Dark energy density seems to be increasing over time, and we’re not really sure why.

The universe is a weird place and it just got a bit weirder. Image credits: NASA / Hubble.

To infinity and beyond

Discovering that the universe is expanding was one of the biggest turning points in astronomy, and science in general. We don’t know how big the universe is, we don’t even know if it’s infinite or not, but we’re pretty certain that it’s expanding. The first evidence emerged in the 1920s, when Alexander Friedmann derived a set of equations known as the Friedmann equations, showing that the universe might expand. The theory really picked up steam a few years later, when Edwin Hubble found that some galaxies appear to be moving away from us.

Hubble also found that not only is the universe is expanding but its expansion is accelerating. This seemed stunning at the time. Not only is the universe getting bigger, but it’s getting bigger, faster. Hubble calculated a universal expansion rate of 500 km/s/Megaparsec, with one megaparsec being equivalent to 3.3 million light years. So for every 3.3 million light-years farther away, the matter where you are is moving away 500 km faster — every second. Subsequent measurements have greatly refined and reduced this value, but there is still some controversy and uncertainty. Most studies, however, agree that the universal expansion rate is around 70km/s/Megaparsec.

But it gets even weirder. Ironically, the universal expansion rate is also called Hubble constant — when it’s anything but constant. Not only do different measurements come up with slightly different values, but when you look in different parts of the universe, you’ll also find different expansion rates.

For instance, the nearby universe, as measured by telescopes like Hubble and Gaia, seems to sport a value of 73 km/s/Mpc. Meanwhile, when the Planck telescope looked towards the distant universe, it came back with a value of just under 70 km/s/Mpc. So Hubble’s constant seems to vary both in time and in space — so much for being a constant.

This is where the new study comes in — but instead of clearing things up, it adds even more mystery.

The brightest of the brightest

Artistic depiction of a distant quasar. Image credits: ESO/M. Kornmesser.

Hubble’s initial studies, like many subsequent measurements, were based on something called redshift. Essentially, as light travels from its original source to us, space is stretched, and the wavelength itself is stretched. This stretch shifts the wavelength towards the redder parts of the spectrum — hence the name “redshift”.

Now, if you want to look at something very distant, you want a very powerful light source. In the new study, researchers focused on the brightest sources of light: quasars.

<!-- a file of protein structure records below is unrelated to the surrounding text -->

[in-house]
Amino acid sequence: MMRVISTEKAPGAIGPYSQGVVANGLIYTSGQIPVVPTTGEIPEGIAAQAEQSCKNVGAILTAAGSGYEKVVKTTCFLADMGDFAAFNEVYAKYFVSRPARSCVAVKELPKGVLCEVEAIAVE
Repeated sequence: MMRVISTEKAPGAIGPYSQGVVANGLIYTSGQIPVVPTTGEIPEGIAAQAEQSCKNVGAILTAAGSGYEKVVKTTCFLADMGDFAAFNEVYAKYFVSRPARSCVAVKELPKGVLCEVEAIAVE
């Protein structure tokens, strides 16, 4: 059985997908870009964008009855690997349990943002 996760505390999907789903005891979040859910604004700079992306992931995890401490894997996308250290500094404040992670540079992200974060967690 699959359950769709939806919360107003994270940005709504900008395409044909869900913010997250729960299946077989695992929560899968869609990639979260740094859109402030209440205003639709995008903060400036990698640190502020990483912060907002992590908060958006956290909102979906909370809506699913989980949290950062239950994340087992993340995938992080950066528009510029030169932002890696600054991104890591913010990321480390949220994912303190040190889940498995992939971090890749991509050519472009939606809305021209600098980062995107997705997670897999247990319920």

In a stellar twist of fate, the brightest sources of light go hand in hand with the darkest objects in the universe: supermassive black holes. These black holes, believed to lie at the center of all galaxies, are surrounded by a gaseous accretion disk. As gas falls toward the black hole, energy is released in the form of electromagnetic radiation with incredible power. This phenomenon is called a quasar, and some quasars are thousands of times brighter than the entire Milky Way, which is exactly what you want in this type of study. Quasars are spread across the universe, making them ideal target for multiple measurements.

Astronomers from Durham University in the UK and the Universita degli Studi di Firenze in Italy used observations from 1,600 quasars to calculate the expansion rate of the Universe up to about one billion years after its birth.

When you look at something that’s one light year away, you’re essentially looking into the past and seeing that object as it was one year ago. In this case, the astronomers look around 12 billion years into the past. The strange thing was that the values they found for expansion rates 12 billion years ago were similar to expansion rates reported by previous studies looking at areas from some 8 billion years ago. In other words, two different epochs had the same expansion rate, when really they shouldn’t. There’s nothing in our current arsenal of cosmological knowledge that could convincingly explain that.

“When we combine the quasar sample, which spans almost 12 billion years of cosmic history, with the more local sample of type-Ia supernovas, covering only the past eight billion years or so, we find similar results in the overlapping epochs,” said Dr. Elisabeta Lusso of Durham University, in a statement.

“However, in the earlier phases that we can only probe with quasars, we find a discrepancy between the observed evolution of the Universe and what we would predict based on the standard cosmological model.”

Of course, this is still an early study, which will be thoroughly investigated and replicated — but if it is confirmed, then astrophysicists will have a lot of digging to do to find an explanation.

However, one possible solution, still speculative at this point. could have something to do with the elusive dark energy, a theoretical form of energy postulated to act in opposition to gravity and to occupy the entire universe. Lead author Dr Guido Risaliti, of the Università degli Studi di Firenze, concludes:

“One of the possible solutions to the expansion of the early Universe would be to invoke an evolving dark energy, with a density that increases as time goes by.

The study “Cosmological constraints from the Hubble diagram of quasars at high redshifts” was published in Nature Astronomy.

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